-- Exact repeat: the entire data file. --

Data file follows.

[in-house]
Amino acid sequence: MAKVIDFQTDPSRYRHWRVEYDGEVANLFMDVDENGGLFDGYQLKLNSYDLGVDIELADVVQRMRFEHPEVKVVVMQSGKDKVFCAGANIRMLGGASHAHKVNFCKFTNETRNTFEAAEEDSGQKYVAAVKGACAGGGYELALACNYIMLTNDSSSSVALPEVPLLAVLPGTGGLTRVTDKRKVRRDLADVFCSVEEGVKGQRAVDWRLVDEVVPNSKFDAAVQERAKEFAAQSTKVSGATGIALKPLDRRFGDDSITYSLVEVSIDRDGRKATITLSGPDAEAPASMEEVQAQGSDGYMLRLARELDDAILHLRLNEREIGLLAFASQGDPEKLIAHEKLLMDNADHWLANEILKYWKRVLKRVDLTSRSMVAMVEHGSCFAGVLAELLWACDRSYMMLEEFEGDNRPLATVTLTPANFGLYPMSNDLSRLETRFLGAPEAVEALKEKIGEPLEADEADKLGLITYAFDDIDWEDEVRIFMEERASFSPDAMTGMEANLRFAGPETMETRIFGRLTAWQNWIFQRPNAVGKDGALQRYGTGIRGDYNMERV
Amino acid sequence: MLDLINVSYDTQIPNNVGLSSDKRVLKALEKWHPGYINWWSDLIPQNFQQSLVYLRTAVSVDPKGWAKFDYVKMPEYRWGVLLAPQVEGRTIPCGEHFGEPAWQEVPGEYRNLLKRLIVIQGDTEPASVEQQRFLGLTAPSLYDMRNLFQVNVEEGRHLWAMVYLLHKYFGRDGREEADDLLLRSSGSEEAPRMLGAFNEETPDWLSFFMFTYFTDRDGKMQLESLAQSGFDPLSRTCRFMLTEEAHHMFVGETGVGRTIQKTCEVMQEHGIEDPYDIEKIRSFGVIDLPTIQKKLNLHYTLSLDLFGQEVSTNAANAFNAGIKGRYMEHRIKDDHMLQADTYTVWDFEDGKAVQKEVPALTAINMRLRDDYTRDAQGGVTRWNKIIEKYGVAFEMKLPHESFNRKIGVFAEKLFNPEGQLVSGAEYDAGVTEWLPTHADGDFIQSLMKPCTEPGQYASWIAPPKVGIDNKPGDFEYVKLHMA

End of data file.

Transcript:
[in-house]
Amino acid sequence: MAKVIDFQTDPSRYRHWRVEYDGEVANLFMDVDENGGLFDGYQLKLNSYDLGVDIELADVVQRMRFEHPEVKVVVMQSGKDKVFCAGANIRMLGGASHAHKVNFCKFTNETRNTFEAAEEDSGQKYVAAVKGACAGGGYELALACNYIMLTNDSSSSVALPEVPLLAVLPGTGGLTRVTDKRKVRRDLADVFCSVEEGVKGQRAVDWRLVDEVVPNSKFDAAVQERAKEFAAQSTKVSGATGIALKPLDRRFGDDSITYSLVEVSIDRDGRKATITLSGPDAEAPASMEEVQAQGSDGYMLRLARELDDAILHLRLNEREIGLLAFASQGDPEKLIAHEKLLMDNADHWLANEILKYWKRVLKRVDLTSRSMVAMVEHGSCFAGVLAELLWACDRSYMMLEEFEGDNRPLATVTLTPANFGLYPMSNDLSRLETRFLGAPEAVEALKEKIGEPLEADEADKLGLITYAFDDIDWEDEVRIFMEERASFSPDAMTGMEANLRFAGPETMETRIFGRLTAWQNWIFQRPNAVGKDGALQRYGTGIRGDYNMERV
Amino acid sequence: MLDLINVSYDTQIPNNVGLSSDKRVLKALEKWHPGYINWWSDLIPQNFQQSLVYLRTAVSVDPKGWAKFDYVKMPEYRWGVLLAPQVEGRTIPCGEHFGEPAWQEVPGEYRNLLKRLIVIQGDTEPASVEQQRFLGLTAPSLYDMRNLFQVNVEEGRHLWAMVYLLHKYFGRDGREEADDLLLRSSGSEEAPRMLGAFNEETPDWLSFFMFTYFTDRDGKMQLESLAQSGFDPLSRTCRFMLTEEAHHMFVGETGVGRTIQKTCEVMQEHGIEDPYDIEKIRSFGVIDLPTIQKKLNLHYTLSLDLFGQEVSTNAANAFNAGIKGRYMEHRIKDDHMLQADTYTVWDFEDGKAVQKEVPALTAINMRLRDDYTRDAQGGVTRWNKIIEKYGVAFEMKLPHESFNRKIGVFAEKLFNPEGQLVSGAEYDAGVTEWLPTHADGDFIQSLMKPCTEPGQYASWIAPPKVGIDNKPGDFEYVKLHMA